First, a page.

Strangely enough, the discussion of building logic circuits out of alternative materials such as gallium arsenide (or water) may be a moot point. The next-generation computers of the future seem as though they are going to have almost no resemblance to the computers that we use today. At least that seems to be the case for supercomputers and other systems that handle extremely heavy computational workloads.
At last year’s Ignite conference, Microsoft surprised attendees by revealing a prototype quantum computer, shown in the photo below. A quantum computer is a great example of a nontraditional computer that is not based on the use of silicon. It’s so nontraditional in fact that the way that it works tends to be a little bit nebulous (although that’s the whole point).
Before I explain what quantum computing is, I want to quickly answer the question that I receive most frequently. Just after Microsoft’s announcement last year, I had several people ask me if they should hold off on buying new hardware until the quantum computer becomes available.
The quantum computer is probably still a few years away from being ready for production use. Even then, it will be cost-prohibitive for most organizations. To the best of my knowledge, Microsoft has not discussed cost, but a price tag in the hundreds of millions of dollars is not implausible. More than likely, those who have tasks that are well suited for a quantum computer will lease time on a computing device that is owned by Microsoft or by a large research university. Incidentally, there are other companies, including Google, that are also working to develop quantum computers.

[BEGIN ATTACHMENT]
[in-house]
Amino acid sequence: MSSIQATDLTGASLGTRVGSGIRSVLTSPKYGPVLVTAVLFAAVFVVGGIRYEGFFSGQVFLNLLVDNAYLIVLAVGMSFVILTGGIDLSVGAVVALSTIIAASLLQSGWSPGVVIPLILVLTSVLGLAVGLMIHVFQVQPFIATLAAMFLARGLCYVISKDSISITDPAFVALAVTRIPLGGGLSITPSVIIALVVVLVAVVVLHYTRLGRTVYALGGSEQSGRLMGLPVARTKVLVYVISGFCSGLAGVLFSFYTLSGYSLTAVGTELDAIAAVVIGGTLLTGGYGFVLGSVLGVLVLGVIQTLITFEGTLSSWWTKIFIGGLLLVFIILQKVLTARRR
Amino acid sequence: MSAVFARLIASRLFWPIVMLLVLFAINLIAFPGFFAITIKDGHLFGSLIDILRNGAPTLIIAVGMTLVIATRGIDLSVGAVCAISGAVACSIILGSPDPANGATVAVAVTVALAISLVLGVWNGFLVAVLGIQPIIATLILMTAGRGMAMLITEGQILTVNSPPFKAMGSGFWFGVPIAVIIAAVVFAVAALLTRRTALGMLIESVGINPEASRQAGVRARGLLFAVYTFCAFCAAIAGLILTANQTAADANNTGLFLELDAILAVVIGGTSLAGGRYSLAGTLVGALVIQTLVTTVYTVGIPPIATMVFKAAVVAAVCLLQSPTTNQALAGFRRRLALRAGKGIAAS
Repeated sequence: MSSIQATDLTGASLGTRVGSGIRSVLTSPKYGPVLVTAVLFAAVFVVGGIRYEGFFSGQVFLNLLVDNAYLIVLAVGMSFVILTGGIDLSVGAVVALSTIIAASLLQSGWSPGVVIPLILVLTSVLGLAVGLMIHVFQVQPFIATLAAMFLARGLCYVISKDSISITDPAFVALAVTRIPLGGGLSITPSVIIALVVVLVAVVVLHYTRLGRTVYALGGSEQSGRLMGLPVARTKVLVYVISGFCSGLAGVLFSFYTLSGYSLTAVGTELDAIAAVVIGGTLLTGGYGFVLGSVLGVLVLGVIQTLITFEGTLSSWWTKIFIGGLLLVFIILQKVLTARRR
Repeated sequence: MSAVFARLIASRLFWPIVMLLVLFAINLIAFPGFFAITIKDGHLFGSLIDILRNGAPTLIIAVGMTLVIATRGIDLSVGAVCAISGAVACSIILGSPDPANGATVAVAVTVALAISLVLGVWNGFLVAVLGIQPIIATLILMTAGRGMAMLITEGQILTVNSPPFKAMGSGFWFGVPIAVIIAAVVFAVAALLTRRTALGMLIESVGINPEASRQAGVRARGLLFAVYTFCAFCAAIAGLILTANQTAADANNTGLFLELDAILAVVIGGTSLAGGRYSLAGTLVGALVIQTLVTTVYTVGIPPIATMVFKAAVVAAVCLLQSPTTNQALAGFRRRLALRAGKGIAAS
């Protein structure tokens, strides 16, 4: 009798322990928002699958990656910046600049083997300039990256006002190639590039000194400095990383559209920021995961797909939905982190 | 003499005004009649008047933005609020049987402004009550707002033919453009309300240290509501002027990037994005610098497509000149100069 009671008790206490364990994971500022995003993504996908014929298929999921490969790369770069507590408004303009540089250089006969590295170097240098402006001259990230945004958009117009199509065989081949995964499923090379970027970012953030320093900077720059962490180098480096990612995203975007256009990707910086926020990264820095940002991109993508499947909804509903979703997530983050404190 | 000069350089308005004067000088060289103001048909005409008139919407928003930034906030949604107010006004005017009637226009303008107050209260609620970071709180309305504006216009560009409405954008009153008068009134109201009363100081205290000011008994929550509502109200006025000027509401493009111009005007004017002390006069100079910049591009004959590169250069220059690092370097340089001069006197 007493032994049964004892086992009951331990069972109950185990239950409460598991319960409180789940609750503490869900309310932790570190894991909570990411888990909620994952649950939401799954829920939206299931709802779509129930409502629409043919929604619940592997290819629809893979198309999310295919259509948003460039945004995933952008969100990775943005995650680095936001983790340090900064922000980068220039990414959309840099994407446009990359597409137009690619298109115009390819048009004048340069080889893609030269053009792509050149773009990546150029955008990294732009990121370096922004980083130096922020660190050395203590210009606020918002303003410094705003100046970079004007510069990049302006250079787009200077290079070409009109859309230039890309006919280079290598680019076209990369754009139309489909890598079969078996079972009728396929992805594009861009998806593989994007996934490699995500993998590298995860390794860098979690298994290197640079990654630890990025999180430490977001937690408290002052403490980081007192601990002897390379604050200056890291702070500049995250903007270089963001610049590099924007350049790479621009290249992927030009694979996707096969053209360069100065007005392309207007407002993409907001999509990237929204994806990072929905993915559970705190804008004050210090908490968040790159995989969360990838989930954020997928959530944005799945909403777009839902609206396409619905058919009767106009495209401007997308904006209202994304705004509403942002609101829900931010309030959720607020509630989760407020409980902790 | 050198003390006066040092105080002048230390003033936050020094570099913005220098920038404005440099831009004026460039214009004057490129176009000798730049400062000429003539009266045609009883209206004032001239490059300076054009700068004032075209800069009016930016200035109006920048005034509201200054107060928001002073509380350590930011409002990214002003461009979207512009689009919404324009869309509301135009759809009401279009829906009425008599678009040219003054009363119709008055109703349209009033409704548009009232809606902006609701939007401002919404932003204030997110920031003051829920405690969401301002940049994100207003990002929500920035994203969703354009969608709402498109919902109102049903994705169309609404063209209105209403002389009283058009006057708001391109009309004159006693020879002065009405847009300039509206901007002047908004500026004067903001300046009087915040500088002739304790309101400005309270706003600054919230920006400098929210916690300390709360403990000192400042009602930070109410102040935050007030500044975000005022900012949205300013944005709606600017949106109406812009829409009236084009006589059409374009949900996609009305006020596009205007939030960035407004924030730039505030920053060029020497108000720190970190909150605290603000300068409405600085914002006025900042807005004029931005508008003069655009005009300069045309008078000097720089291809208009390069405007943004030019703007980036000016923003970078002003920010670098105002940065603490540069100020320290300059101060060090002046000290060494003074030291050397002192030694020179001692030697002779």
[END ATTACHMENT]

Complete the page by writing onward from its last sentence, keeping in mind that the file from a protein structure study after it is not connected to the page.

Quantum computers are absolutely nothing like a normal computer and do not rely on transistor-based microprocessors. Instead, a quantum computer works by altering the state of subatomic particles and using the particle state as a reflection of a data value.
To really explain quantum computing, I would have to delve into a full-blown discussion of quantum physics. I am guessing that if I did that, then most people would click away without reading the rest of the article. That being the case, I’m not going to go into a deep granular discussion of how quantum computing works. However, there are two basic concepts that you should be familiar with.
First, quantum computers are not based on the use of binary code. Binary code is used in today’s computers because transistors support two states (reflected as 0 and 1). Quantum computers are not based on transistors, but rather on the use of quantum bits. A quantum bit can have far more than two states.